In place of the bells thus ‘pensioned off’, five new ones were cast by the firm of Prospero Barigozzi. These are decorated with bas-reliefs by well-known sculptors, illustrating episodes from Mary’s life and illustrating Marian privileges.
The bells presently in use have the following characteristics:
1) The ‘Campanone’ or ‘Santa Reparata’, of c. 5000 kg. And a diameter of 2.00 m., sounds the note LA;
2) The ‘Misericordia’, of c. 2500 kg., has a diameter of 1,500 m. and sounds DO:
3) The ‘Apostolica’, of c. 1800 kg., sounds RE. It has a diameter of 1.45m. and reliefs by Mario Moschi;
4) The ‘Assunta’, of 846 kg. And a diameter of 1.27m, sounds MI and has reliefs by Bruno Innocenti;
5) The ‘Mater Dei’, of 481 kg., has a diameter of 1.16m. and sounds SOL;
6) The ‘Annunziata’, of 339 kg., sounds LA and has a diameter of 0.95m.
7) The ‘Immacolata’, of 237 kg., sounds SI, has a diameter of 0.75m.
Each of the recast bells bears its own name and, in bas-relief, the arms of Cardinal Archbishop Elia Dalla Costa, who consecrated them in the Baptistery on June 10, 1956. They also bear the emblems of the Opera di Santa Maria del Fiore and of the City of Florence. On the last four there are in addition Latin verses.
The electric motor that controls the ringing of the bells was completely renewed by the Opera di Santa Maria del Fiore in 2000-2001. (Thank goodness for this.)
The ancient ringing style, going back to when the bells were four in number, is documented in the fourteenth-century codex, “Mores et consuetudines Ecclesiae florentinae” (to be found in the Riccardiana Library), and varied according to the importance of the religious occasion, just as today:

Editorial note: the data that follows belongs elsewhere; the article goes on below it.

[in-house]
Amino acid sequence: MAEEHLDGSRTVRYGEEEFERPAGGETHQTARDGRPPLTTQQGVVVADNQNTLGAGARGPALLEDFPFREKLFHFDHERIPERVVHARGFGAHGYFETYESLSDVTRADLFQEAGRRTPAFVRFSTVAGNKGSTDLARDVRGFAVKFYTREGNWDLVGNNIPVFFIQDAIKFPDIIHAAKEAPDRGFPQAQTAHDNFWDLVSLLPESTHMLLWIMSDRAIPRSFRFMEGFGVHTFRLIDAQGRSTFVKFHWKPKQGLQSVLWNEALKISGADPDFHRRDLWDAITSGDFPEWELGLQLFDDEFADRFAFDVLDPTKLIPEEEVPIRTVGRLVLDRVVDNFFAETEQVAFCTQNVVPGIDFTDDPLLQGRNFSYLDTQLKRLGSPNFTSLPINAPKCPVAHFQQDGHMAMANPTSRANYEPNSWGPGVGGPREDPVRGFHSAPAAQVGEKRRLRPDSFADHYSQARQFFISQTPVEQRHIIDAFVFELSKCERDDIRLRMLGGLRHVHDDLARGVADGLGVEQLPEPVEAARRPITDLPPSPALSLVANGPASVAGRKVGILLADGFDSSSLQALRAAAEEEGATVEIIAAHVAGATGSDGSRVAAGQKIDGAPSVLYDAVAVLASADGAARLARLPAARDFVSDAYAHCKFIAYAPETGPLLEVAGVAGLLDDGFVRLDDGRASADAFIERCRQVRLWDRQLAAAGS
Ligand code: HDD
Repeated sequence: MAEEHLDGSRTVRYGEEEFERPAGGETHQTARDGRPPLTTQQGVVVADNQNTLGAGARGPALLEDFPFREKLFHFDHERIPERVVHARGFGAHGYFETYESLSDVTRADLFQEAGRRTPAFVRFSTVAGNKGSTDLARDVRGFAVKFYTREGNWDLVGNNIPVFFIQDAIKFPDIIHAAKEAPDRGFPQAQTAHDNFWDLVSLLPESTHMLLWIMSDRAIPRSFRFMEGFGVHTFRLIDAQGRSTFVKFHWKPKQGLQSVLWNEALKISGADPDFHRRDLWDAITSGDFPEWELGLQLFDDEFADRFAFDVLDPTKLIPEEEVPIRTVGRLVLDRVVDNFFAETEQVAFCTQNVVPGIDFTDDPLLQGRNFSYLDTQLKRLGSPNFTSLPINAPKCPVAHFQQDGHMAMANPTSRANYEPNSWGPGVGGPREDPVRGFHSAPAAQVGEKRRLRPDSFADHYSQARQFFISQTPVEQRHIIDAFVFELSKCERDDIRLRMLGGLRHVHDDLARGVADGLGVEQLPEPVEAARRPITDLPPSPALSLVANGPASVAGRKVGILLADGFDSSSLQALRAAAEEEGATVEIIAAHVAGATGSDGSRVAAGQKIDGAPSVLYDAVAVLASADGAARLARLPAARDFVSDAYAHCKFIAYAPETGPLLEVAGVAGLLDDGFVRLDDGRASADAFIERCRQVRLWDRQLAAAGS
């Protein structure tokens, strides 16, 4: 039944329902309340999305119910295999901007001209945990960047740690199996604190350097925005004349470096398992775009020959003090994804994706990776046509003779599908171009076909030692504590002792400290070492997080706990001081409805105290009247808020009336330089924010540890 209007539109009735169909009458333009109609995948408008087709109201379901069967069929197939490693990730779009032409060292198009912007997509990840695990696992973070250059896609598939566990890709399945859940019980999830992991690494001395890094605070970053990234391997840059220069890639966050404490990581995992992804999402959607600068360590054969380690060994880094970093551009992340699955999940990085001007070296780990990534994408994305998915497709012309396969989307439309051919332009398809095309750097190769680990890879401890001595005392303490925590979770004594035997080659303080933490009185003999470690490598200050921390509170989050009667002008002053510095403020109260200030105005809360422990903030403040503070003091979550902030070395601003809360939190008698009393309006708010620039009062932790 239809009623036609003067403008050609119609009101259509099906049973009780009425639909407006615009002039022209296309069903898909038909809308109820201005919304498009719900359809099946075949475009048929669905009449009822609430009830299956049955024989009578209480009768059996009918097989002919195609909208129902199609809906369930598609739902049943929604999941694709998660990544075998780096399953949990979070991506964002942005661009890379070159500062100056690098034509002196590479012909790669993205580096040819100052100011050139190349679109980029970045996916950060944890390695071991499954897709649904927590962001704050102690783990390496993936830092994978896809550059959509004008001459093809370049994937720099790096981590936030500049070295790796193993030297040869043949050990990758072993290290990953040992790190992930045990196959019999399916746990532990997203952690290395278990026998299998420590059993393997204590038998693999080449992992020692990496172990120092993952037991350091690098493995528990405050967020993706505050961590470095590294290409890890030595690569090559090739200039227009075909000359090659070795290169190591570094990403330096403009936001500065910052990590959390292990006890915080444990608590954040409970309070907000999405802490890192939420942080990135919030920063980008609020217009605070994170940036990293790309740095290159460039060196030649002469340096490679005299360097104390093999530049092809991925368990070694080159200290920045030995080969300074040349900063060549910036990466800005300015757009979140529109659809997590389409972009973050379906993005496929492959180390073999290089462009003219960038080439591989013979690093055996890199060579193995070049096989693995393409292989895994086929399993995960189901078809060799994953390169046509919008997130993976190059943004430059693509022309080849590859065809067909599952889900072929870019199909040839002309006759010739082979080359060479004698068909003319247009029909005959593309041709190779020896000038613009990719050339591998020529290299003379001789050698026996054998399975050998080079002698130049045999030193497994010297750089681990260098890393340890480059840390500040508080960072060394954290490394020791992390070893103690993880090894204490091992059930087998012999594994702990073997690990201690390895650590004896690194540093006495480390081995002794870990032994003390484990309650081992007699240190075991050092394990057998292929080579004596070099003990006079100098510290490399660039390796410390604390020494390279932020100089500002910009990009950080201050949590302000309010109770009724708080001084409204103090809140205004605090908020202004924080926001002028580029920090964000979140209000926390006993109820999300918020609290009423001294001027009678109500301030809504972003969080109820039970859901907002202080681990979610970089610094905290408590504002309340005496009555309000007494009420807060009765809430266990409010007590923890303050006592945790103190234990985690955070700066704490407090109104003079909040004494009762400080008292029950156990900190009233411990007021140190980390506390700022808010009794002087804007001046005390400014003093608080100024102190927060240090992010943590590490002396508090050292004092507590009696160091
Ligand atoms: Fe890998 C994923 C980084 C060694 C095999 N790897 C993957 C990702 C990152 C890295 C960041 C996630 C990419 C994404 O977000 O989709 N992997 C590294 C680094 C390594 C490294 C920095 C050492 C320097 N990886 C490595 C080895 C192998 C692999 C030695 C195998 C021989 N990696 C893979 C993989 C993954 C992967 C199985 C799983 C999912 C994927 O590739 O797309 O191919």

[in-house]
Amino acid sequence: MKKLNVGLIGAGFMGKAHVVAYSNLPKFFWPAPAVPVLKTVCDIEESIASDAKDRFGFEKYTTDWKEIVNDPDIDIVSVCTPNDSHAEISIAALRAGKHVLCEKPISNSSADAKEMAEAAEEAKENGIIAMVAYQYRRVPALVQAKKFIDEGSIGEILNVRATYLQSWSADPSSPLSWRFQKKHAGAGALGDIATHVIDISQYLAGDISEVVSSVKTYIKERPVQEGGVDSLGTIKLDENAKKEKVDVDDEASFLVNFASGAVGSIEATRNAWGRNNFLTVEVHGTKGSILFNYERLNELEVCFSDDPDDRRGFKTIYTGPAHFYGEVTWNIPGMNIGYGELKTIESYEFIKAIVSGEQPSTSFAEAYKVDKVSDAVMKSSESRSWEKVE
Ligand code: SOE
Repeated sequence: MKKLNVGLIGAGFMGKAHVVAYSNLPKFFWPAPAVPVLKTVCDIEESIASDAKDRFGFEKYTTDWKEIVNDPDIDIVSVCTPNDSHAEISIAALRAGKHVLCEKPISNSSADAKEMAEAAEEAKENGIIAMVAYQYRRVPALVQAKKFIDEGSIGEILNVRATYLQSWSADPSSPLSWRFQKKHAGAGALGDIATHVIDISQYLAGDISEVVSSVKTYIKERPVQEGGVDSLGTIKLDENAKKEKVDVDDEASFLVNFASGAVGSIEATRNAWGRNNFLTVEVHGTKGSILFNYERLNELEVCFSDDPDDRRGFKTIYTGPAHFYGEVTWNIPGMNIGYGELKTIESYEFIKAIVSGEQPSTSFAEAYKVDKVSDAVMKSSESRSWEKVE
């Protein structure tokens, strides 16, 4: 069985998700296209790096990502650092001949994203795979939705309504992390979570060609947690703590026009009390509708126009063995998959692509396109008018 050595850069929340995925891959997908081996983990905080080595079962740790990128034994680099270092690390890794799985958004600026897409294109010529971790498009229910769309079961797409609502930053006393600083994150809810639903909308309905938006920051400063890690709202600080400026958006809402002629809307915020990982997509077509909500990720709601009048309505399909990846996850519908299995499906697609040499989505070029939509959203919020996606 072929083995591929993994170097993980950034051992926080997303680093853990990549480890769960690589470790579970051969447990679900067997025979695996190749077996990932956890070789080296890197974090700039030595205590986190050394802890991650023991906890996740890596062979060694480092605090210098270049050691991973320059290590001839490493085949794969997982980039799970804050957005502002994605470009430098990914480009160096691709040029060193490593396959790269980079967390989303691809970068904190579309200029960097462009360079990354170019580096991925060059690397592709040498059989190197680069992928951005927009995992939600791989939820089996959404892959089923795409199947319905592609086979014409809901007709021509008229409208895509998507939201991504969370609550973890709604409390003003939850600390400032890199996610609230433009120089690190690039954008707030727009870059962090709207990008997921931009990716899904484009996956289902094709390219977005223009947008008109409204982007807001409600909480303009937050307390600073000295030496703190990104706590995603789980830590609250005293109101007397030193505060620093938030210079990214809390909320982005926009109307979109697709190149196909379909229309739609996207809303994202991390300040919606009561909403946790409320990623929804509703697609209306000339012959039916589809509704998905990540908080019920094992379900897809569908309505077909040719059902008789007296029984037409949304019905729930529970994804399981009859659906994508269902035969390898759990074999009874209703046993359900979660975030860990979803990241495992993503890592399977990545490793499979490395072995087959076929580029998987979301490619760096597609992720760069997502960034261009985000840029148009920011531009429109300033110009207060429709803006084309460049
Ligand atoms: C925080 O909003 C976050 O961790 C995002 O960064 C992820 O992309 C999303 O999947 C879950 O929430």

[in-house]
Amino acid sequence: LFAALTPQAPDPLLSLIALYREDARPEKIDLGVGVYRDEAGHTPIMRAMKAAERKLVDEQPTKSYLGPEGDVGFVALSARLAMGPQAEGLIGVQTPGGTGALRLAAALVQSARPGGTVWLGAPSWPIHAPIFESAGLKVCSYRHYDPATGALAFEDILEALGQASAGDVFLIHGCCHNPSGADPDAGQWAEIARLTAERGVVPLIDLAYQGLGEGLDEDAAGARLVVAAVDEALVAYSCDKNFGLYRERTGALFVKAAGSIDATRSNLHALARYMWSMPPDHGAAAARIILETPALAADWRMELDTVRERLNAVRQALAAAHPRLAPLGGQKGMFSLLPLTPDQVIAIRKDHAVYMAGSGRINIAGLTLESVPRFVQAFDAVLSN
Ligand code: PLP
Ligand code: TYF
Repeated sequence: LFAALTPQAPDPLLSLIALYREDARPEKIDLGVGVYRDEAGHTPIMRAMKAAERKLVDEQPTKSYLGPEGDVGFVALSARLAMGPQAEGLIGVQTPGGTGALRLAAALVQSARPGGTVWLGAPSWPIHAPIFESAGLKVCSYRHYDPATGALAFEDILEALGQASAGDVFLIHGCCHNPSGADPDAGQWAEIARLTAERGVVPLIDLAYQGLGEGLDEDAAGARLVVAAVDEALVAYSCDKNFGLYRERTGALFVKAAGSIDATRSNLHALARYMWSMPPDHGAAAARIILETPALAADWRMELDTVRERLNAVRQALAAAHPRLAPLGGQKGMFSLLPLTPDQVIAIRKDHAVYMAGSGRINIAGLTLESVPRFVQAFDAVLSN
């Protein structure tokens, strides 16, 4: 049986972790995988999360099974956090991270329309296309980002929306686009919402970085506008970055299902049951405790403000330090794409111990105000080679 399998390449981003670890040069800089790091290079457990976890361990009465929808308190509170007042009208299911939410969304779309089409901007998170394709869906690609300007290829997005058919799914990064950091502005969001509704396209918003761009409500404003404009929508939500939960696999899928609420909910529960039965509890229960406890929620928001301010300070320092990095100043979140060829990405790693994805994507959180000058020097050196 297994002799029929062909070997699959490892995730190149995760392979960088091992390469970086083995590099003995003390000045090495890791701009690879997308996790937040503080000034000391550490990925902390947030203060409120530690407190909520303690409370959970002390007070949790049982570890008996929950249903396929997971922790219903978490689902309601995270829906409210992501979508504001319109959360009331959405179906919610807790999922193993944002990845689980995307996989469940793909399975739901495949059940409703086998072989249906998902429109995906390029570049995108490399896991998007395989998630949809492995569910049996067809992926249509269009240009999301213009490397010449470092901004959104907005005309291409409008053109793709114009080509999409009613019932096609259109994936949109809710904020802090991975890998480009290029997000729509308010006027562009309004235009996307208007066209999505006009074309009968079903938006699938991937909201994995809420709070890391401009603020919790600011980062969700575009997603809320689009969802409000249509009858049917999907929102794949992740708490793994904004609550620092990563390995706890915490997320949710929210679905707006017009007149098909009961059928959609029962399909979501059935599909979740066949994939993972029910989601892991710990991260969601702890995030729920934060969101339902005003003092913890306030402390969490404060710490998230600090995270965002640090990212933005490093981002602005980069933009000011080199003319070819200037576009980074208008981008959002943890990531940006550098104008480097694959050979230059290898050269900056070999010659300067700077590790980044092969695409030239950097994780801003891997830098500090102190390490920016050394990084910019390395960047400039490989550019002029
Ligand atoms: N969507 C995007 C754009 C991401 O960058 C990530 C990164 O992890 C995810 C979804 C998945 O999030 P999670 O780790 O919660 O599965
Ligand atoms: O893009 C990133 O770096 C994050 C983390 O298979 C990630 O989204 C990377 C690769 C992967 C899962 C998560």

1) “ut in dominicis” (on Sundays);
2) “ut in ferialibus diebus et in festis III lectionum” (on weekdays and feasts having three readings);
3) “ut in festis IX lectionum” (on feasts with nine readings);
4) “ut in summis solemnitatibus” (on the most important solemn feastdays).
At present several bells are rung together only for liturgical celebrations involving the archbishop or the canons. Bells rung singly indicate, every day, the “Angelus” (at 7AM, noon and at sunset, the penultimate hour of the day according to the ancient canonical way of computing the hours (11PM), which invites all to recite the ‘Credo‘ for the dying, and the first hour of the following liturgical day (one o’clock), which recalls the custom of reciting the ‘Requiem‘ for the dead. A bell is also rung to indicate the suspension of work for the lunch break (11:30AM) and the death of a Guard Captain of the Confraternity of Mercy.
Following tradition, ‘double minors’ are in addition rung for several of the more important devotional moments in the life of the Cathedral: the solemn rosary in the months of May and October, the Stations of the Cross on Fridays in Lent, the Christmas Novena and for other occasions, as the Chapter may determine. The bells are not rung for single daily Masses or for other devotional functions.
In any event, there are plenty of bells heard throughout the day and night in the historic center of Florence.